Lightyear became the most recent private equity firm to fall afoul of rules protecting investors from unfair fees and expenses in December of 2018, settling with the SEC in January over charges it misallocated expenses to its flagship funds. The firm settled without admitting wrongdoing, and voluntarily agreed to reimburse investors for the relevant expenses and fees after a 2016 SEC exam found misconduct.
But Lightyear paid $400,000 to the SEC, which accused the firm of allocating expenses associated with broken deals, legal, insurance, consulting and other fees to its flagship funds between 2000 and 2016. These should have been proportionally charged to co-investors and funds that Lightyear’s employees invested in. All in, the SEC said the flagship funds lost out on $1 million in management fee offsets as a result.
Cipperman Compliance Services suggested that, with a reasonable compliance program, the firm could have avoided overcharging altogether – or discovered the problem and reimbursed investors before the SEC examination. “C-suite executives should re-think the cowboy mentality that ignores compliance until the SEC or a client makes them change,” wrote the firm’s founder, Todd Cipperman.
Fines for this kind of misconduct can get much bigger than $400,000. Just a month before Lightyear’s settlement, a unit of Neuberger Berman settled for $2.73 million for allegedly misallocating compensation-related expenses to three private equity funds it advised. In the same month, Yucaipa settled for just under $3 million over claims it failed to disclose financial conflicts of fees to funds it advised, as well as misallocation of fees and expenses.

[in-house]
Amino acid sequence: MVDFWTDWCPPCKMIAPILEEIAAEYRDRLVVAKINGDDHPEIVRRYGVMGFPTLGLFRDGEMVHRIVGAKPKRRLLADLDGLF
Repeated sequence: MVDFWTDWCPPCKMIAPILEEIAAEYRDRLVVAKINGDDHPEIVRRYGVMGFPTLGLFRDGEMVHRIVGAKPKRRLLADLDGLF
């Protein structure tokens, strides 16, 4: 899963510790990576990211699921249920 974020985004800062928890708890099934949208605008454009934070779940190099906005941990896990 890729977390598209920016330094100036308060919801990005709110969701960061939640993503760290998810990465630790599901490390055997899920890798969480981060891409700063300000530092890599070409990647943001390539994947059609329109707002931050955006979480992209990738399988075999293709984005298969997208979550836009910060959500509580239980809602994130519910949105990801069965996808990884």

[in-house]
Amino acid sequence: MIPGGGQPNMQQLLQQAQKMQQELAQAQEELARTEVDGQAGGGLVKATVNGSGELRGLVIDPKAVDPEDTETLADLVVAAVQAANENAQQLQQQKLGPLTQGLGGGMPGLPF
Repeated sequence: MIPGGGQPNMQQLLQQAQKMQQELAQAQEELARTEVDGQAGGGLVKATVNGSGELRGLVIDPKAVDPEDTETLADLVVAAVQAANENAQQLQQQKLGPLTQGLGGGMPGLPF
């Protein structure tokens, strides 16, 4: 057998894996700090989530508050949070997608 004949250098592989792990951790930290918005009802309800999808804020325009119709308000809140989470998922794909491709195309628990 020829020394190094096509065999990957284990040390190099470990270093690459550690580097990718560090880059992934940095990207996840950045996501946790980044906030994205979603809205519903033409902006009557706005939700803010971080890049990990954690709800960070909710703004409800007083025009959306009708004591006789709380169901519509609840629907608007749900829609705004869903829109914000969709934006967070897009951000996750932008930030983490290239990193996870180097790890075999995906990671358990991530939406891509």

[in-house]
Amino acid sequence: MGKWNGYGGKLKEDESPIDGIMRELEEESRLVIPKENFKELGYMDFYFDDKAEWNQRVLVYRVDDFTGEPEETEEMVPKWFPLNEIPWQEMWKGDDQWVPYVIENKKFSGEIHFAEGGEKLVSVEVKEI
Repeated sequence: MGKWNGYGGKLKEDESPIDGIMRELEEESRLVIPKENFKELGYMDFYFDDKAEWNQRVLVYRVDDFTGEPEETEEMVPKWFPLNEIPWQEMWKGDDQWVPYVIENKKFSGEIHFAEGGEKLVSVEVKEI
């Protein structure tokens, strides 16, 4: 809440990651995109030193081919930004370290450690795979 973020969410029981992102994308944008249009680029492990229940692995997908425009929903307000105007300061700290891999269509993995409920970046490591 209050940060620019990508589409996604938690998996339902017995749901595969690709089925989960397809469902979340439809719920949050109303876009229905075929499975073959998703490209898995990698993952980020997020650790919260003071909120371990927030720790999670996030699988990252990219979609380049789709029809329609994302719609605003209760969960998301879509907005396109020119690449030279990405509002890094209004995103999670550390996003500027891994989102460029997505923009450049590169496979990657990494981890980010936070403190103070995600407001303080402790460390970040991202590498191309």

And private equity fund advisor ECP Manager LP settled with the SEC for more than $120,000 in September for allegedly charging excessive management fees to investors in its ECP Africa Fund II.
Abraaj Investment Management (April 11; Amended August 16)
Ongoing. SEC asking federal court for disgorgement, interest and civil monetary penalties. Abraaj Group collapsed in 2018; biggest private equity insolvency in history.
Bluepoint Investment Counsel, et al. (September 30)
Ongoing. SEC asking federal court asking for disgorgement of any ill-gotten gains, civil penalties and other appropriate relief.
As far as compliance imperatives go, “don’t commit fraud” is the most straightforward. The SEC charged Dubai-based Abraaj Growth Markets Health Fund and its founder Arif Naqvi with misappropriating $230 million of money raised for investment in emerging markets health care-related businesses. The SEC claimed the money was used to cover cash shortfalls at Abraaj IM and its holding company parent. Abraaj Group folded in 2018, before any charges were levied, after investors complained about misuse of their funds, according to reports.
“C-suite executives should re-think the cowboy mentality that ignores compliance until the SEC or a client makes them change”
Todd Cipperman, Cipperman Compliance Services